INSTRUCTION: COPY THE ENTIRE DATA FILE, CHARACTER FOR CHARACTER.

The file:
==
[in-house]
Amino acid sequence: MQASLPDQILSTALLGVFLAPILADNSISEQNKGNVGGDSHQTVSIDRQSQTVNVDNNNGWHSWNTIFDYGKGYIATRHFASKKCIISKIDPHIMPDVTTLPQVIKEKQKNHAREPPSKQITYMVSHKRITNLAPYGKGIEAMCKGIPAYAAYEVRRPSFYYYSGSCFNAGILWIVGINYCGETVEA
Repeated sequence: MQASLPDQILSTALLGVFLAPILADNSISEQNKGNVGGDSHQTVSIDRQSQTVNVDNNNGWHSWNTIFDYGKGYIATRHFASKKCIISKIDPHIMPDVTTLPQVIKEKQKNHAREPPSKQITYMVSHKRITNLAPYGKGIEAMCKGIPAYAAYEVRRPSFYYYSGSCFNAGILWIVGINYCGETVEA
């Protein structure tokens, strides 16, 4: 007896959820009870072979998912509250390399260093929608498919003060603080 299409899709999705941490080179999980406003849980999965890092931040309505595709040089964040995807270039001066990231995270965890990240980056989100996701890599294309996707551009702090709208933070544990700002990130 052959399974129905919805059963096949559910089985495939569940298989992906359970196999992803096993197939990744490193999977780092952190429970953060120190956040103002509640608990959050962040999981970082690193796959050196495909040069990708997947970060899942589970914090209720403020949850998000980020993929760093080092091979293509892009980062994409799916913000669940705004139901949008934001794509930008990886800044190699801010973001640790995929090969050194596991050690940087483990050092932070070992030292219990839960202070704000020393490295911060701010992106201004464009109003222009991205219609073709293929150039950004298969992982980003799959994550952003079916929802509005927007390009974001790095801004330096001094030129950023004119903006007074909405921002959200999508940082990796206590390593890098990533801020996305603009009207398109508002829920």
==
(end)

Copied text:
[in-house]
Amino acid sequence: MQASLPDQILSTALLGVFLAPILADNSISEQNKGNVGGDSHQTVSIDRQSQTVNVDNNNGWHSWNTIFDYGKGYIATRHFASKKCIISKIDPHIMPDVTTLPQVIKEKQKNHAREPPSKQITYMVSHKRITNLAPYGKGIEAMCKGIPAYAAYEVRRPSFYYYSGSCFNAGILWIVGINYCGETVEA
Repeated sequence: MQASLPDQILSTALLGVFLAPILADNSISEQNKGNVGGDSHQTVSIDRQSQTVNVDNNNGWHSWNTIFDYGKGYIATRHFASKKCIISKIDPHIMPDVTTLPQVIKEKQKNHAREPPSKQITYMVSHKRITNLAPYGKGIEAMCKGIPAYAAYEVRRPSFYYYSGSCFNAGILWIVGINYCGETVEA
């Protein structure tokens, strides 16, 4: 007896959820009870072979998912509250390399260093929608498919003060603080 299409899709999705941490080179999980406003849980999965890092931040309505595709040089964040995807270039001066990231995270965890990240980056989100996701890599294309996707551009702090709208933070544990700002990130 052959399974129905919805059963096949559910089985495939569940298989992906359970196999992803096993197939990744490193999977780092952190429970953060120190956040103002509640608990959050962040999981970082690193796959050196495909040069990708997947970060899942589970914090209720403020949850998000980020993929760093080092091979293509892009980062994409799916913000669940705004139901949008934001794509930008990886800044190699801010973001640790995929090969050194596991050690940087483990050092932070070992030292219990839960202070704000020393490295911060701010992106201004464009109003222009991205219609073709293929150039950004298969992982980003799959994550952003079916929802509005927007390009974001790095801004330096001094030129950023004119903006007074909405921002959200999508940082990796206590390593890098990533801020996305603009009207398109508002829920």